As I logged my cache finds last night I realized that I had hit the 1000 caches mark, so when we found our first cache this morning John took this photo to immortalize the moment – even though this was actually cache 1003.John is only three caches behind me so we documented his 1000th find at cache #137 of the Beef Trail Bypass.The Beef Trail Bypass runs roughly parallel to Highway 20 but joins the highway east of Anahim Lake at a sawmill. We had come up to the back side of the mill last night on our way back to our hotel only to find a chain across the road so we had to do a longer detour to get back. We were hoping the road may be open on a Monday morning but it was chained on the highway side as well. John tried to find a small local road that cut across to Beef Trail Bypass, but had no luck, so we had to drive all the way back through Anahim Lake and take the Kappan Mountain Road to the junction and then go down Beef Trail Bypass to the sawmill to begin our caches of the day. This whole process took about 40 minutes so we didn’t find our first cache until 10:45.
There are 140 caches hidden along this road and we started at number #140 and worked our way down. This would put us on the west side of our resort so we wouldn’t have so far to drive back at the end of the day.
We made really good time finding the first 45 caches but then we discovered that a different type of tape had been used to tape the wire to the bottle for hanging (we were back to the little purple-lid pill bottles again) and it did not adhere as well as the camo tape we saw on the Kappan Mountain Trail. We used our new roll of duct tape to re-tape ones that were in danger of falling and also re-hung some that had come free of the tape altogether and were lying on the ground in the open. This first aid exercise decreased our find rate significantly. It was a beautiful day today; bright blue sky and fluffy white clouds. This small tree had broken off and was leaning against another one squishing the bird’s nest – but the cache hanging on it was still okay.At cache #34 we branched off the Beef Trail Bypass and drove about 3 km up to The Precipice and Hotnarko Falls. The Precipice is called a mini Grand Canyon by the locals. The cliff walls are 1000′ high in places. The waterfall at this time of year is usually a trickle but with all the rain it was roaring as if it was spring run-off. The really cool thing was you could walk right up to the spot where the falls drop off. They tumble down into the valley below through a narrow cut to feed into the marsh/river below. Really amazing. There was a short series of caches on this little road called the Cookie Crumbs. We found #11 at the parking lot and discovered that there was another cache called The Precipice that was on the other side of the waterfall gorge.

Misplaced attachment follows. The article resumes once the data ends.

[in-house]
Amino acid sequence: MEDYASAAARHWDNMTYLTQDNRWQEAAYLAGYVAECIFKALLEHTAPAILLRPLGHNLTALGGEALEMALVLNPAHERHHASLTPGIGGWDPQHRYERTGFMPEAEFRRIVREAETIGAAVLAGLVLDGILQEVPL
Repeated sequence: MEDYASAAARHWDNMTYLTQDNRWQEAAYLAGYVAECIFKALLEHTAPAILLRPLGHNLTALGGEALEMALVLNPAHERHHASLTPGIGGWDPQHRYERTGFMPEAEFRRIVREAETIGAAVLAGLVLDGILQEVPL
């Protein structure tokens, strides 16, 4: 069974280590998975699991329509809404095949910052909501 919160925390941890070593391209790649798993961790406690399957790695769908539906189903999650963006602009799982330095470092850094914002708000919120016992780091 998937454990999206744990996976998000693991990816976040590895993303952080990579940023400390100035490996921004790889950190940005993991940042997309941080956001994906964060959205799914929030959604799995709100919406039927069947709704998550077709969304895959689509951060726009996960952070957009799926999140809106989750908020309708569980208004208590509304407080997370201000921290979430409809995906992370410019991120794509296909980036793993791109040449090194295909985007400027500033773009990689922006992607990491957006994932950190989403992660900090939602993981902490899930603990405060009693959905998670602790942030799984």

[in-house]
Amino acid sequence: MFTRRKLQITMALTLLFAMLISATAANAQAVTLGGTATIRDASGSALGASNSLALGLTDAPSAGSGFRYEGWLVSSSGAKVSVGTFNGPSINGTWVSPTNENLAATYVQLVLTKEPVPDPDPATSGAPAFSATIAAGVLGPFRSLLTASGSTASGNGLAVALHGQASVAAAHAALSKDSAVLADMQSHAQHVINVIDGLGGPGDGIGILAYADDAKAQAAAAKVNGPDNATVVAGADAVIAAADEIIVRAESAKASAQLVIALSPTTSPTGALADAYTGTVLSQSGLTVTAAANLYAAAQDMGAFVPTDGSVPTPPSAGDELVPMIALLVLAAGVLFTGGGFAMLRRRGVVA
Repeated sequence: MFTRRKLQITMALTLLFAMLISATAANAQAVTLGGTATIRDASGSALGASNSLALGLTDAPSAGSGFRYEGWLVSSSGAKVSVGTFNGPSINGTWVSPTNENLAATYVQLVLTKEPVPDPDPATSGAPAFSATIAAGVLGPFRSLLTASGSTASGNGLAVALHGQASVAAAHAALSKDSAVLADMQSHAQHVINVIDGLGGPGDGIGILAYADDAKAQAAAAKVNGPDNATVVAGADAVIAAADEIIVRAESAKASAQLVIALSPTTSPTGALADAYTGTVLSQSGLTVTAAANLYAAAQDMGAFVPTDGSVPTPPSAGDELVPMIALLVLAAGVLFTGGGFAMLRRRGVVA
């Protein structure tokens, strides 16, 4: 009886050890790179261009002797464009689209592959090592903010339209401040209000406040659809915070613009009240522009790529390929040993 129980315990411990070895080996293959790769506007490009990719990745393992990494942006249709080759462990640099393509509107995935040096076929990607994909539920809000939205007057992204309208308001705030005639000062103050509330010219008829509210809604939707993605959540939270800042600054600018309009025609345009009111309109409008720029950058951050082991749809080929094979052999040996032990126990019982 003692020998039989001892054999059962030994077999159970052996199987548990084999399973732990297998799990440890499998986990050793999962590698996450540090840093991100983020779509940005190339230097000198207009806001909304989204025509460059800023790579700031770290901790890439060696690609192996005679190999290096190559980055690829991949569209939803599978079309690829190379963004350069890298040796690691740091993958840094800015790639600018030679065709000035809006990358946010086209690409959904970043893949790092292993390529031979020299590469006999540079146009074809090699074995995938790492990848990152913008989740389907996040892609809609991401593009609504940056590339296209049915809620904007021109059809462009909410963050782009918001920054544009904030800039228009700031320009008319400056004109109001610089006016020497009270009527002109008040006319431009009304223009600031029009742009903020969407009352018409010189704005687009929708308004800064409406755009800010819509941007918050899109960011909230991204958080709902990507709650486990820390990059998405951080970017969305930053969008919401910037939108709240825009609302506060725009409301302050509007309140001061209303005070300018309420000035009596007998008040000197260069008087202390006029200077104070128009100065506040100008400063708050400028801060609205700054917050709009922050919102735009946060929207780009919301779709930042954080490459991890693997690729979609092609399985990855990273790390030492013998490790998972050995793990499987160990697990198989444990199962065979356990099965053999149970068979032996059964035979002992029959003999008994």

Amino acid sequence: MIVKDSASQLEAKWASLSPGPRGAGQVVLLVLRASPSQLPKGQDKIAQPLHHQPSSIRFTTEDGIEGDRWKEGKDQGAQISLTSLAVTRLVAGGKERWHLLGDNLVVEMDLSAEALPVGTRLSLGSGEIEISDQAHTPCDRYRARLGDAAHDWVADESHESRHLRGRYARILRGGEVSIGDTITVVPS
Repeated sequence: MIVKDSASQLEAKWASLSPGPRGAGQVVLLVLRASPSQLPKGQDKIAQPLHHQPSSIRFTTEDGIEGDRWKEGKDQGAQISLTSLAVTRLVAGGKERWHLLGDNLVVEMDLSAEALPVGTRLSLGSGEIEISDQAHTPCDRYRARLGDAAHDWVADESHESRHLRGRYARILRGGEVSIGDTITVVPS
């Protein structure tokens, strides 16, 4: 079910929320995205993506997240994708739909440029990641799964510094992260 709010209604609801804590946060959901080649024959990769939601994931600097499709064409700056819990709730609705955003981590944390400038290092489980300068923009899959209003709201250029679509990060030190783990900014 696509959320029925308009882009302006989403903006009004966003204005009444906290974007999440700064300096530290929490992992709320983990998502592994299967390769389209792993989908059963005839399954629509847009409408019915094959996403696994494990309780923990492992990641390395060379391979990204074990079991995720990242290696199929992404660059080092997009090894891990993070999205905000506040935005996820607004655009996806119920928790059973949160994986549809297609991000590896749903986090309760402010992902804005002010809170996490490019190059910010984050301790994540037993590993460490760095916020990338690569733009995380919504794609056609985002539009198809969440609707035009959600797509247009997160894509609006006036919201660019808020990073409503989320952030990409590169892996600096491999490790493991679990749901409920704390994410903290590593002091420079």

The cliff you see here is where we were standing at the top of the waterfall.
1oo meters or so down the road you could see two huge culverts that the water was diverted through and there was a blue-tape marked trail that led you to the other side of the waterfall and along the cliff face to the cache. It was very cool to be able to stand beside the top of a waterfall, walk a short distance and then be able to clearly see the waterfall drop. I loved the patterns of the foam in the water on the valley bottom. By the time we found the other 10 Cookie Crumbs caches and rejoined the Beef Trail Bypass it was after 6 o’clock. We called it a day – total of 117 finds – and headed back to the Eagle’s Nest and dinner.